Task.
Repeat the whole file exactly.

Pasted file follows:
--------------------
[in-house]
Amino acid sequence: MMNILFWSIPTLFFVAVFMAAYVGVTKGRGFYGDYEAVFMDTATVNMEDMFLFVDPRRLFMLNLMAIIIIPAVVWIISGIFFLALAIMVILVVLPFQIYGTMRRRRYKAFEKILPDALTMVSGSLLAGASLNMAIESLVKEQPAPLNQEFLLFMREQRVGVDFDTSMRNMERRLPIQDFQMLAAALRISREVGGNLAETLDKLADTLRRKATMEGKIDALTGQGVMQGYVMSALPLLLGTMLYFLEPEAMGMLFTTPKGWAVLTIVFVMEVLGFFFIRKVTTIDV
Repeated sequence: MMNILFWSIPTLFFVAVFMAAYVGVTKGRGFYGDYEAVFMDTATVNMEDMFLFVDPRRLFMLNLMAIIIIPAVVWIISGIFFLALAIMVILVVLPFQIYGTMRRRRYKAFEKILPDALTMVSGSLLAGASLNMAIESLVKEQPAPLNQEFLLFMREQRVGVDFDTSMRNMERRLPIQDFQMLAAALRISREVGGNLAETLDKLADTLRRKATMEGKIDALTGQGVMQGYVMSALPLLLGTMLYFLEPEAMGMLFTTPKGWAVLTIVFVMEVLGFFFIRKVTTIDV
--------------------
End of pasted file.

[in-house]
Amino acid sequence: MMNILFWSIPTLFFVAVFMAAYVGVTKGRGFYGDYEAVFMDTATVNMEDMFLFVDPRRLFMLNLMAIIIIPAVVWIISGIFFLALAIMVILVVLPFQIYGTMRRRRYKAFEKILPDALTMVSGSLLAGASLNMAIESLVKEQPAPLNQEFLLFMREQRVGVDFDTSMRNMERRLPIQDFQMLAAALRISREVGGNLAETLDKLADTLRRKATMEGKIDALTGQGVMQGYVMSALPLLLGTMLYFLEPEAMGMLFTTPKGWAVLTIVFVMEVLGFFFIRKVTTIDV
Repeated sequence: MMNILFWSIPTLFFVAVFMAAYVGVTKGRGFYGDYEAVFMDTATVNMEDMFLFVDPRRLFMLNLMAIIIIPAVVWIISGIFFLALAIMVILVVLPFQIYGTMRRRRYKAFEKILPDALTMVSGSLLAGASLNMAIESLVKEQPAPLNQEFLLFMREQRVGVDFDTSMRNMERRLPIQDFQMLAAALRISREVGGNLAETLDKLADTLRRKATMEGKIDALTGQGVMQGYVMSALPLLLGTMLYFLEPEAMGMLFTTPKGWAVLTIVFVMEVLGFFFIRKVTTIDV